Shelley Powers came up with an interesting alternative to trackback: “tagback,” in which she creates a unique tag (in the folksonomy/flickr/del.icio.us/technorati sense of the term “tag,” not the XML sense) for each weblog posting, tags the posting with that tag using Technorati’s syntax, and then encourages anyone commenting on the entry (as I will once this is live) to tag their comment with the same tag. So, for example, her first post has the tag bbintroducingtagback, and the Technorati URL http://technorati.com/tag/bbintroducingtagback links to her posting and the comments on it. This way, you don’t have to rely on trackback or comment software on her weblog—two processes getting more polluted by spam lately—to create a connection from her entry to yours.
Her posting does have a lot of comments, and it’s an interesting exchange. (It’s now closed to comments, but here I am commenting, which shows another strength of her new idea.) Some complain that a single, oddly-spelled unique tag is contrary to the classification that they see these tags playing, but I disagree. Tags are metadata, and much of the fun of metadata is the creation of new kinds of applications around existing metadata or metadata systems, and that’s what Shelly’s done.
Others quibble with her plan to prefix her tagback tags with bb (as in burningbird.net) to identify them as part of her tagback namespace. They ask what would happen if boingboing did the same thing—as if a website co-led by Mr. Metacrap himself would add something as useless as metadata to their entries. Shelley replies that, because the tag incorporates the piece’s title (”Introducing Tagback”), another piece with the same tag would probably be related, so this namespace collision wouldn’t necessarily be such a bad thing. And, when creating a new tag, a programmatic check to see if a given tag has already been used is simple enough.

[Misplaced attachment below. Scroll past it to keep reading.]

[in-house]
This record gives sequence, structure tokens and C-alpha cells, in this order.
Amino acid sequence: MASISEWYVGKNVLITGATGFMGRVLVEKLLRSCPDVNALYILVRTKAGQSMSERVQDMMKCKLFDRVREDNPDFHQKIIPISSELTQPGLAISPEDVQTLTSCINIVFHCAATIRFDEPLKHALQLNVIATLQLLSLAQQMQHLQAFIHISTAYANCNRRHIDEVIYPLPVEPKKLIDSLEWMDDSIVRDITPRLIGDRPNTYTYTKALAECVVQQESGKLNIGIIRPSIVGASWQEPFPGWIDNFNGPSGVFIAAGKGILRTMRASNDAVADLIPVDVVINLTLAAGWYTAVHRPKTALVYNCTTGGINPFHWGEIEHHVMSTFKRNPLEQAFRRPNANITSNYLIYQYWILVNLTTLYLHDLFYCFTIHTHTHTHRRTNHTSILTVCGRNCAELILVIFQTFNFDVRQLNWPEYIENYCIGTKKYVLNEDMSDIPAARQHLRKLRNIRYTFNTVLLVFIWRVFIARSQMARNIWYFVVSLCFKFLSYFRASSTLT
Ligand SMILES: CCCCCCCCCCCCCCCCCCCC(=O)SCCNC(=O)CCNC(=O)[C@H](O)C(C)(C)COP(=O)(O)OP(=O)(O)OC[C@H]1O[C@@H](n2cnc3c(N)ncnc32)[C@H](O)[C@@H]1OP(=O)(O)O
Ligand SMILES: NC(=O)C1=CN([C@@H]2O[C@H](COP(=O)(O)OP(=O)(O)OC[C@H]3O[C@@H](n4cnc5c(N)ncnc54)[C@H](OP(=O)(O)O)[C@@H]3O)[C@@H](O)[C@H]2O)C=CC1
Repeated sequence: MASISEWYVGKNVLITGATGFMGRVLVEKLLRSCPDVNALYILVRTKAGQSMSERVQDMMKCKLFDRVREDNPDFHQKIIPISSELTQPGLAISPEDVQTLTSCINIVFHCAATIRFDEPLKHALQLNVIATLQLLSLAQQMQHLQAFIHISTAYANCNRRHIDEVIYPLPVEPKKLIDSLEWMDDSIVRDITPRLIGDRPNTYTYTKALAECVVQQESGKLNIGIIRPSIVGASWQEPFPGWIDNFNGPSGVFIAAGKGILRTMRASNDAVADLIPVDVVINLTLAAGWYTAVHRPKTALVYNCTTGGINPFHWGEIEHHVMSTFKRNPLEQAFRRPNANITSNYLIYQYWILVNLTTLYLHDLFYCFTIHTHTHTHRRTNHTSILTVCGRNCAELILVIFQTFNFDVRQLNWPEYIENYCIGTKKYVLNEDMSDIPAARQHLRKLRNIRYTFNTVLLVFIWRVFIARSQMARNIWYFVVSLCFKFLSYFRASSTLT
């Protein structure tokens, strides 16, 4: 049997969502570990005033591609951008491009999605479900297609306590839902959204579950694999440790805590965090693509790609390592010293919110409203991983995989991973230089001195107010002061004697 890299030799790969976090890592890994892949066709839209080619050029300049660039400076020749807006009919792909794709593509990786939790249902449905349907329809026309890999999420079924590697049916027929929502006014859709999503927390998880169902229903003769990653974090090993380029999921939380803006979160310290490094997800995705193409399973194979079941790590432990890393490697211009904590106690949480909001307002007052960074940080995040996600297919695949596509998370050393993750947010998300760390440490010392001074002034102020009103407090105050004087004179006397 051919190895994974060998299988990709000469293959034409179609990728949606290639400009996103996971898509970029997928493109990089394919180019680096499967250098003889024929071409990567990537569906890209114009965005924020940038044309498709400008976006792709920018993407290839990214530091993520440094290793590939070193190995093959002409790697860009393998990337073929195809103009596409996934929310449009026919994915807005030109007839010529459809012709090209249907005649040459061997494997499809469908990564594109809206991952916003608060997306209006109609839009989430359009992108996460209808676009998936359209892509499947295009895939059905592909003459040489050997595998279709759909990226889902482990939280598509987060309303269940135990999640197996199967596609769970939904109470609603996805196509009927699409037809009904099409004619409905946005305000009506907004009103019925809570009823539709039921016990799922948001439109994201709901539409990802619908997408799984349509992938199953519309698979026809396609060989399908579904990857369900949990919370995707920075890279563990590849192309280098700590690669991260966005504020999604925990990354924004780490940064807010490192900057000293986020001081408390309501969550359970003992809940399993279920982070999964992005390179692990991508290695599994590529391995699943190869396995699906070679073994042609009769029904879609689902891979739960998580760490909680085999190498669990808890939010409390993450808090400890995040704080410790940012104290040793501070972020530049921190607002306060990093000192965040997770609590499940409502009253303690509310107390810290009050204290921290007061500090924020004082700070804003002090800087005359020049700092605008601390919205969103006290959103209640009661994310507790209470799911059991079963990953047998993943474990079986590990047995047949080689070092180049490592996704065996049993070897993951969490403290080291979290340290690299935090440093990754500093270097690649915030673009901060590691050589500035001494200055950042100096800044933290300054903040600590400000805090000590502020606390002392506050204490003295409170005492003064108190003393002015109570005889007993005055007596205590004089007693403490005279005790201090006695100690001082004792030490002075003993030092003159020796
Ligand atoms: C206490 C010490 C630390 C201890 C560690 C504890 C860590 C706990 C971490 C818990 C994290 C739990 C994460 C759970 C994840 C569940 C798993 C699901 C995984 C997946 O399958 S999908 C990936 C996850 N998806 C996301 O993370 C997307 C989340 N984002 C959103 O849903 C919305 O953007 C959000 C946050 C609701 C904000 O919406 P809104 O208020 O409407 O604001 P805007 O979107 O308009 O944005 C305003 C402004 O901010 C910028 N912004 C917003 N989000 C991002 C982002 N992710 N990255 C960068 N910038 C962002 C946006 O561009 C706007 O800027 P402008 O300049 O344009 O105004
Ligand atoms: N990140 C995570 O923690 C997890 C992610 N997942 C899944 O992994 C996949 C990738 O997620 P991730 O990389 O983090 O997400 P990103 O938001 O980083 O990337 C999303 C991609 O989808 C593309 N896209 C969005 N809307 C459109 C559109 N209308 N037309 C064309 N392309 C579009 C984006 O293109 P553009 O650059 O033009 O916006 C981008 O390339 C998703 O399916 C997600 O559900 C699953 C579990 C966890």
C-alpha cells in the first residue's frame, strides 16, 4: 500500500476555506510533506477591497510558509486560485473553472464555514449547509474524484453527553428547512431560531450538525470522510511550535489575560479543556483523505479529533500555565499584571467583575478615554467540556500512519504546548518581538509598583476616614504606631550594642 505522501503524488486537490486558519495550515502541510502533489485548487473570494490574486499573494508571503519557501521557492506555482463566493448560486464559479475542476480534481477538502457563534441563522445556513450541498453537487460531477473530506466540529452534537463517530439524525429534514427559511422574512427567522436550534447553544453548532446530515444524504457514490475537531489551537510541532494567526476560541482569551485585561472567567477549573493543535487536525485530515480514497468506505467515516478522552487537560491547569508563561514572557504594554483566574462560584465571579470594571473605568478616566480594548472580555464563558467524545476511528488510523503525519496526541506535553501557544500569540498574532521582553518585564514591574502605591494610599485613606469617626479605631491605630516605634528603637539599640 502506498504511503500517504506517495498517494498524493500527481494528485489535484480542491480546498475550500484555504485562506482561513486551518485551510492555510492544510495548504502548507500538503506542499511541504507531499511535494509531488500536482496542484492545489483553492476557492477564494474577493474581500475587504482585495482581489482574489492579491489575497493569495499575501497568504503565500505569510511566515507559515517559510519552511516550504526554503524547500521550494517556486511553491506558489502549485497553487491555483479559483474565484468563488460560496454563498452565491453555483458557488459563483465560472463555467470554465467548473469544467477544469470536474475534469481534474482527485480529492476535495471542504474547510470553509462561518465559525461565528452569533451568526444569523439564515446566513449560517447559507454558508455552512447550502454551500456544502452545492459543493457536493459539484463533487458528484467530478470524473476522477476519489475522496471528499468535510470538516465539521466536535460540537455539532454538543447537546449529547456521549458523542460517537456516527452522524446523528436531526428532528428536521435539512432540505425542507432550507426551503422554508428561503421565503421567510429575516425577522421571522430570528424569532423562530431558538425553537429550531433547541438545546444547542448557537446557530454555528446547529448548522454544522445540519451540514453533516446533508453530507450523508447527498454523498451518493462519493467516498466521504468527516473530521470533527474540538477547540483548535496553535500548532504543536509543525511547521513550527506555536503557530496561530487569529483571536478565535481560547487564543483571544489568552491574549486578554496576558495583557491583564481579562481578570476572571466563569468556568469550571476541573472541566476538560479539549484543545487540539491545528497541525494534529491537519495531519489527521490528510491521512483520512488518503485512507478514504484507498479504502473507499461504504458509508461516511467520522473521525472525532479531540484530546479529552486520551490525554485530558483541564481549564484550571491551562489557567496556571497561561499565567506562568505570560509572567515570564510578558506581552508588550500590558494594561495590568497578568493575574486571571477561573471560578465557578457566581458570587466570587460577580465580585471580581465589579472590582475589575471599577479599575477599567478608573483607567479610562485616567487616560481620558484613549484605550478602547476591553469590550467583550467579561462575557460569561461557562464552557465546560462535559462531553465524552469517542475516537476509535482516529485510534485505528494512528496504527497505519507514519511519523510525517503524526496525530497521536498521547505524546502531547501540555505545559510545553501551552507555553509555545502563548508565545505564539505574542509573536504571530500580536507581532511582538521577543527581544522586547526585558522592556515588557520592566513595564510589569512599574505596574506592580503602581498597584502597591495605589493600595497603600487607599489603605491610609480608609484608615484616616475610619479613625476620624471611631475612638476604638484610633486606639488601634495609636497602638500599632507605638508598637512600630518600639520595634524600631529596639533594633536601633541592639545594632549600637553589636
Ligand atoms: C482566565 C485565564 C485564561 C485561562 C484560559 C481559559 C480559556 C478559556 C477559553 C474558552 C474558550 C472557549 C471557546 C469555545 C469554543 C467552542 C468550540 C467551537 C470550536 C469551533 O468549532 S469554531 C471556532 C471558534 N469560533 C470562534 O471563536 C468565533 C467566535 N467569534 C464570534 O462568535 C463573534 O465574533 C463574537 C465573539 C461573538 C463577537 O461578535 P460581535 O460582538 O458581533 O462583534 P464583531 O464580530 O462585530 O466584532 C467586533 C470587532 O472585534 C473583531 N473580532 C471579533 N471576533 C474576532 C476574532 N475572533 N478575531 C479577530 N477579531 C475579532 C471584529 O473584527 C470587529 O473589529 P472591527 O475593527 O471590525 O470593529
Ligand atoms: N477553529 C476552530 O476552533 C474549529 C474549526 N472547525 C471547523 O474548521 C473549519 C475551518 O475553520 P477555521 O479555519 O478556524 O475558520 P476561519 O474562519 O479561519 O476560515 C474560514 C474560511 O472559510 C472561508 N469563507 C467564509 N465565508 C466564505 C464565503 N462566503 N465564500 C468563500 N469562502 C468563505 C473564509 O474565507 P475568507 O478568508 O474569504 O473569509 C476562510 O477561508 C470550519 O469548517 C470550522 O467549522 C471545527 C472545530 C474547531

This is a nice way to create and use indirect links on the web. While I’m not quite creating a link from her weblog entry to my own, her page’s inclusion of a link to a Technorati query for the page’s unique tag and my ability to tag my entry with the same tag in del.icio.us means that I’m creating something that her page links to, so I get the same effect. A difficulty with implementing indirect links has always been the infrastructure to implement the indirection, and Shelley noticed that Technorati could serve as this infrastructure. (Experiments with backlinking have also used Google for indirect linking infrastructure.) To paraphrase something I said above, it’s nice to see someone create a new linking application around a new class of metadata so quickly after it appears.